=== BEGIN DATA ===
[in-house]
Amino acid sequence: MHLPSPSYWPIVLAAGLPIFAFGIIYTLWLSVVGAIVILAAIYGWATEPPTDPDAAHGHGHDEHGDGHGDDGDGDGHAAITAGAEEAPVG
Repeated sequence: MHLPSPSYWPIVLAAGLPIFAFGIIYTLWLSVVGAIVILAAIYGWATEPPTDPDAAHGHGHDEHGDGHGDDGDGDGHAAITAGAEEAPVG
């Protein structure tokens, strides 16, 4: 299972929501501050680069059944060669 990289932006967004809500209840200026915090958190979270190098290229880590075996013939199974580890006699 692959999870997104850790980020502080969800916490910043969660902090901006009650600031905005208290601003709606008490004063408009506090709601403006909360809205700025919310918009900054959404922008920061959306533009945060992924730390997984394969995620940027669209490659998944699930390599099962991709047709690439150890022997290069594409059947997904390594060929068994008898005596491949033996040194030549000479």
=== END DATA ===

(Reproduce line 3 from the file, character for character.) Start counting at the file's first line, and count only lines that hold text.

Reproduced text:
Repeated sequence: MHLPSPSYWPIVLAAGLPIFAFGIIYTLWLSVVGAIVILAAIYGWATEPPTDPDAAHGHGHDEHGDGHGDDGDGDGHAAITAGAEEAPVG